Wednesday, March 22, 2006 - Page updated at 12:00 AM

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Floyd J. McKay / guest columnist

Will public reward Dems for a productive session?

In this highly partisan age, sometimes it seems as if our leaders — and perhaps many of the rest of us — would rather see opponents take a nosedive than to see them do something for the public good.

They (we?) say one thing when asked what we want from political leadership, but sometimes our actions say something else.

Cases in point emerge from the recently concluded Washington Legislature's short session and the continuing efforts of Gov. Christine Gregoire to gain a solid footing with the public.

With Democrats in control of both houses and the governor's office, the short session accomplished a great deal and won the plaudits of editorial voices and others who pay attention to legislatures. Perhaps most significantly, nearly $1 billion was set aside to protect against economic downturns, while about $522 million went into added funding for education, health care and other traditional Democratic issues.

A rising tide does not always lift all boats, however, and in this case a good performance by the Democrats brought complaints from Republican leaders that the Dems had, well, acted like Republicans — or like Republicans would have acted if they had the gavel. They stole our issues, the GOP complained, sounding a bit like the Grand Old Party when Bill Clinton took up issues such as welfare reform in the '90s. Foul was called.

Perhaps there were some traditionally Republican ideas in the Democratic package — good ideas are hardly the monopoly of either party and once upon a time the parties were able to work together to pass them. Partisan divisions in recent years have meant that if the two legislative houses are under different leadership, nothing happens. And if they are under the same leadership, the minority is shut out.

The best the public can hope for is what apparently happened this year in Olympia. With the Legislature and governorship in one party, things happened. And in large measure the public benefited, even if Republican campaign-designers did not.

Most citizens don't really care who gets credit, and many won't pay that much attention in any event.

Democrats will carry into the fall campaigns a positive legislative record, one that will be hard for the GOP to counter, forcing its members to agree with their opponents or to resort to hard-line views on gay rights and other hot-button topics. Not a great choice, particularly in the volatile suburbs.

Will the public, then, reward what we all tell pollsters we want in government, that is, a responsible fiscal policy with a priority on education, health care and the environment? Or will we do what we say we won't do, and reward negative campaigns based on fear of "the others"?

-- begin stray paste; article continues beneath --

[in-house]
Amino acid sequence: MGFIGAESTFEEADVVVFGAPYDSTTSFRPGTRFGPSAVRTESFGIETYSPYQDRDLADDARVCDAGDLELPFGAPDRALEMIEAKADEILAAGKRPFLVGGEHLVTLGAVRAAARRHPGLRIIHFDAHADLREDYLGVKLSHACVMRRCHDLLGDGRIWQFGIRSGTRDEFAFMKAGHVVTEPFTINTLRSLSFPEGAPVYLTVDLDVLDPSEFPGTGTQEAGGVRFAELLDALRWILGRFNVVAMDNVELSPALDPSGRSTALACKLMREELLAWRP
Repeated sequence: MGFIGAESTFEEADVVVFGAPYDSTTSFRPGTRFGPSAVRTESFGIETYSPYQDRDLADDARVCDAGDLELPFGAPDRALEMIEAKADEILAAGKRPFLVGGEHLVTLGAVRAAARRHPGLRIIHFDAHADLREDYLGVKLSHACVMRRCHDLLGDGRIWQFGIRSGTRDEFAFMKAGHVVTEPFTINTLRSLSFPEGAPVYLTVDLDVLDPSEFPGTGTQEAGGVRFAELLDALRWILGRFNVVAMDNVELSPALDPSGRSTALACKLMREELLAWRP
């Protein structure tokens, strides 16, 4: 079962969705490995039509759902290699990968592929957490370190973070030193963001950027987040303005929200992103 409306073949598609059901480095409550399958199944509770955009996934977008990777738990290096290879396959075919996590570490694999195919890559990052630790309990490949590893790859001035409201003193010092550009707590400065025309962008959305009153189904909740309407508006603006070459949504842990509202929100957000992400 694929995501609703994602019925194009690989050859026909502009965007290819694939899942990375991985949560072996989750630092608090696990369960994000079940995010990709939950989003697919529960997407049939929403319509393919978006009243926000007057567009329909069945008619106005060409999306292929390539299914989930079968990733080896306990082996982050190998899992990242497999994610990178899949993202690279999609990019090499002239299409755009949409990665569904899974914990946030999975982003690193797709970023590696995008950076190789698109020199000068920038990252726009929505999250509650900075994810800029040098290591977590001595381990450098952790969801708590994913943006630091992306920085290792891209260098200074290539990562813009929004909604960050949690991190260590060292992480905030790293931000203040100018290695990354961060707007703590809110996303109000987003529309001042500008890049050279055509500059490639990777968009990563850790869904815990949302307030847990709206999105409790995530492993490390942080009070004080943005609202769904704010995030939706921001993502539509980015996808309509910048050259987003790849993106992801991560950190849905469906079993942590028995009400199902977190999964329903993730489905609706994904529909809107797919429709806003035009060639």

The governor faces a similar challenge. She entered office with a lot of folks upset at the way the 2004 election was run, which was not her fault but which came to rest at her door.

Rather than embark on a series of hand-shaking, ribbon-cutting trips to show the flag, Gregoire has stuck to Olympia and used her proven skills as a lawyer and a negotiator to get some solid things done for the public.

It was a good session for her, in which she was the key player in a modest reform of medical-insurance practices, and in water allocation for Central Washington. She has now turned her attention to the Washington Assessment of Student Learning and to beefing up the quality of education across the board.

That is precisely what people say they want in a governor — to make things happen, to work for priorities that benefit most people.

Demands on a governor's time are almost unreal. Only a governor is seen as representing the entire state. Members of Congress are necessarily gone most of the time, and other statewide officers are less known, with lesser responsibilities. Few groups are mollified when a governor cannot be there to cut a ribbon, open a school, speak to a civic club or entertain an important business prospect. Everyone knows you cannot expect the president to attend every coffee klatch, but governors, well, they are expected to be all things to all people, all the time.

Choices must be made. Gregoire has chosen to stay closer to home, try to live a normal family life and get things done in Olympia.

The sacrifices in "face time" on the road may hurt her dearly in 2008. Because, once again, we say we want the governor to be dedicated to getting things done but what we really want is to see her at the ribbon-cutting.

Floyd J. McKay, a journalism professor emeritus at Western Washington University, is a regular contributor to Times editorial pages. E-mail him at

Copyright © 2006 The Seattle Times Company


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